06/11/2015 - 06/25/2015
MIDDLE CLASS ASPIRATIONS: All-New Work By Wundr, Biafra Inc., and Urban Camper
Minneapolis – Thursday, June 11, 2015, 6:00 – 10:00 p.m. – opening for the group exhibition Middle Class Aspirations. A collection of all-new work by Wundr, Biafra Inc., and Urban Camper, this collaborative street art show explores the experiences and people of Middle Class America and those struggling to achieve middle class status. Through prints, photography and paintings, the three artists merge their media and political activism for an exhibition that shines a prudent spotlight on class division, exposes inequality and celebrates those who are attempting to rise above the hardships and better themselves.
Acknowledging both the pride and despair of being at the bottom of the socioeconomic ladder, Wundr’s paintings depict scenes with his distinctive characters from middle and lower class living. Some of the characters are striving to make their lives better, while some have simply accepted their status at the bottom. One of the most prolific and recognizable local street artists, Wundr has developed a way to bring his art into a gallery atmosphere without losing the street elements and city-feel. In 2013, Wundr debuted a widely received solo show, Almost Yesterday, at Gamut Gallery that highlighted his signature style of artistic reclaiming.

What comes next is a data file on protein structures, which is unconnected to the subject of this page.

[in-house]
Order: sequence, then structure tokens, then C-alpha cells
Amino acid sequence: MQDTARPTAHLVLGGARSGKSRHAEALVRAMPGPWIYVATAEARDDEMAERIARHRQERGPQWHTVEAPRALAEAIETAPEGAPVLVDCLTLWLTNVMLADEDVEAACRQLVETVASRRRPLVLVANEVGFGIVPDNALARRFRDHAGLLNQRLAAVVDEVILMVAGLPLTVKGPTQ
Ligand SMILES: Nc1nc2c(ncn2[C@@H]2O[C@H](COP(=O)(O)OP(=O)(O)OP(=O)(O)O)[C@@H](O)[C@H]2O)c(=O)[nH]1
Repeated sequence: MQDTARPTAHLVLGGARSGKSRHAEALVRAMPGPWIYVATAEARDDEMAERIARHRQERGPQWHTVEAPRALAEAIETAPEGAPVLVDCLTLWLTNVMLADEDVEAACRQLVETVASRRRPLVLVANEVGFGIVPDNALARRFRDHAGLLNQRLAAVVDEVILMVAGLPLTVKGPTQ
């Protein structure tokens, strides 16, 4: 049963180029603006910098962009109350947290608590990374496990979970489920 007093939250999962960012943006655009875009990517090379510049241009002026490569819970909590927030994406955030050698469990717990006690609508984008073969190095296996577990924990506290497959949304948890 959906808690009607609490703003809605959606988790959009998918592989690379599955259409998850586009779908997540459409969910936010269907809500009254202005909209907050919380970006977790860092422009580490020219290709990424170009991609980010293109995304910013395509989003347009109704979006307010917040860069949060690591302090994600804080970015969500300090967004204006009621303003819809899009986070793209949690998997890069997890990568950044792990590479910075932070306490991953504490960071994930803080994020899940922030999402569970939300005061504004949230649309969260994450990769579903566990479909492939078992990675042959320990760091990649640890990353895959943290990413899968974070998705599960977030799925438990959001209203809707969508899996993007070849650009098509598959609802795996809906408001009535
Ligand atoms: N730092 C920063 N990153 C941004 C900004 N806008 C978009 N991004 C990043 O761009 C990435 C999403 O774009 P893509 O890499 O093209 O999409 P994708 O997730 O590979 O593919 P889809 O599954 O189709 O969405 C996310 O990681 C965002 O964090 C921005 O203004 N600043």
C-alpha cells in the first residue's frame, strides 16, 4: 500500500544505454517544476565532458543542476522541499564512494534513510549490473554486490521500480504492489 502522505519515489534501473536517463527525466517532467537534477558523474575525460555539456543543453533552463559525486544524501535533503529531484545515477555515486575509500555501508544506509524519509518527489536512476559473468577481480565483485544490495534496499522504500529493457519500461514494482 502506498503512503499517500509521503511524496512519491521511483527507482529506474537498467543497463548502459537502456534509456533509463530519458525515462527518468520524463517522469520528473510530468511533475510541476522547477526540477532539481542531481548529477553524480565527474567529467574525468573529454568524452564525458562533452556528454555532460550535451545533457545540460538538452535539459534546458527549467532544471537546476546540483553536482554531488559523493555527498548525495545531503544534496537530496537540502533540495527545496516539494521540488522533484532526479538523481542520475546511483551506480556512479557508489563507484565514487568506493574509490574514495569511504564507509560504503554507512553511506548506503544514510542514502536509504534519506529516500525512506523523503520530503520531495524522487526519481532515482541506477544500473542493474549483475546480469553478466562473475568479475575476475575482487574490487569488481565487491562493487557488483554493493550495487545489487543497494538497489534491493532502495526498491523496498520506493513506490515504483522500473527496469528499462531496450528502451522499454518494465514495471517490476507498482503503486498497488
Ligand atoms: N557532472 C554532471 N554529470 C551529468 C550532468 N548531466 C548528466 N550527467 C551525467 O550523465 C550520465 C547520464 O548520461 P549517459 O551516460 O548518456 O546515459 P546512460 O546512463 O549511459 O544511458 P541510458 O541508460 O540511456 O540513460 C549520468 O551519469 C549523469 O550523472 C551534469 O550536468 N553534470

Biafra Inc.’s pieces examine home décor of the middle and lower classes. Subverting kitschy catch phrases ubiquitously found in cheap home decoration stores, he creates new dystopian home décor. An aesthetic critique of capitalism, his new works inspire dialogue that addresses the “American Dream.” Biafra Inc. is known for the use of stickers, stencils, spray paint and posters to proliferate imagery here in the Twin Cities and beyond.
Urban Camper’s photographs vividly and intimately document the acts of local graffiti writers. His work exposes scenes from what is generally considered a lowbrow culture and invites a visual excavation of the alleyways and underground environments that transform outdoor cityscapes into canvas. His work migrates towards shooting stationary objects and streets scenes. His long-held passion and appreciation for graffiti is the catalyst for his photography.
Wundr, Biafra Inc., and Urban Camper consider themselves blue collar artists, creating a name and a history in a subculture with no promise of financial gain or reward. Immersed in this culture for the past decade, these three artists are not simply contemporary commentators on the plight of the middle class, but are operating within its system and attempting to break free from its perimeters.